Tell Us Your Dream TASS or TASP Seminar Topic

26 Sep Tell Us Your Dream TASS or TASP Seminar Topic

The 1974 Cremona Field TASP living up to its name

by Matthew Trail SP81 CB82 TA84

Two hundred and twenty-five TASPs have been held since 1954, and 54 TASSes since 1993, covering an extremely broad range of topics in the liberal arts. Indeed, surveying the range and succession of seminar topics over the last 60+ years is an interesting intellectual history of American academia in and of itself. Our first TASP seminar was titled “Emergence of Leadership in a Democratic Society; and Communication of Thought Through Language;” our most recent was “Pleasure and Danger: Bodies in History, Science, Literature, and Philosophy.” Our first TASS was “Play and Performance: African-American Music and Sports in the Twentieth Century” and our most recent was “African American Mobility and Travel Abroad: From Paul Cuffee to Ta-Nehisi Coates.”

1996 Indiana University TASS

We’d love to hear what dream TASP or TASS seminar you’d like to take (or teach). Maybe it’s already been covered! (Click on each link below for a list of all the seminar topics).

A 2004 Michigan TASSer in a classic summer program scene

Here’s a topic I dreamed up:

Whither the Weather?

Mark Twain famously observed that “Everybody talks about the weather, but nobody does anything about it.” Indeed, weather—both the everyday cycles of rain and drought, heat and cold, and the longer term cycles of seasons and climate—have been pivotal to many aspects of social existence, from religion and literature to history, social organization, and scientific innovation. Today, weather and climate change is at the forefront of pressing environmental challenges, social problems, and political debates.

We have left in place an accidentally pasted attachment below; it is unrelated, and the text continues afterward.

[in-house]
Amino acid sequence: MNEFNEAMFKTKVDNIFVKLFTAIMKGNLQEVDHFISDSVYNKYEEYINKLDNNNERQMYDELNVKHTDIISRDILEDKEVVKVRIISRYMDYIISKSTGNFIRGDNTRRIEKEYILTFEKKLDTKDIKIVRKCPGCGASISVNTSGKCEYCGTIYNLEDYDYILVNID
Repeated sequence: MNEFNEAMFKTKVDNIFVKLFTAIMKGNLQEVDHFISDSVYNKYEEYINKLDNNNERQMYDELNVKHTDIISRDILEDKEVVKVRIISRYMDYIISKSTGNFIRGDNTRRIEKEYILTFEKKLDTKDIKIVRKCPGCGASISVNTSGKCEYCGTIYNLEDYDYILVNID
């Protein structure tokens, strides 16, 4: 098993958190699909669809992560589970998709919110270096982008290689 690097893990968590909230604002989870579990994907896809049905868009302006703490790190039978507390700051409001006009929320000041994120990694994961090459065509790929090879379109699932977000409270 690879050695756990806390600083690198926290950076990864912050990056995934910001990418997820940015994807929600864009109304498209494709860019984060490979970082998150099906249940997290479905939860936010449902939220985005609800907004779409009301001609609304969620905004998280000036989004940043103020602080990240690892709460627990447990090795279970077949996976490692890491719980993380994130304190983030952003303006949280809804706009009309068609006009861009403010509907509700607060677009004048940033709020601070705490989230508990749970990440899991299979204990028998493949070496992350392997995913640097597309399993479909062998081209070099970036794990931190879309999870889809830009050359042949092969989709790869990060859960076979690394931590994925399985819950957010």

This seminar takes an interdisciplinary approach to examining the role that weather, broadly defined, has played in primarily Western culture and history. How has weather and climate—and their social interpretations and constructions—affected and been used to understand human’s place in the world? As both local, and regional and global phenomena, how has weather and climate contributed to and undermined dominant forms of political and economic organization like the state? How is the current debate on human-caused climate change manifesting itself, not just in political terms, but in artistic, cultural, and religious ones? At the end of this seminar, participants will have a richer understanding and vocabulary with which to “talk about the weather,” and a better understanding of the issues involved in “doing something about it.”

The 1969 Hampton TASP




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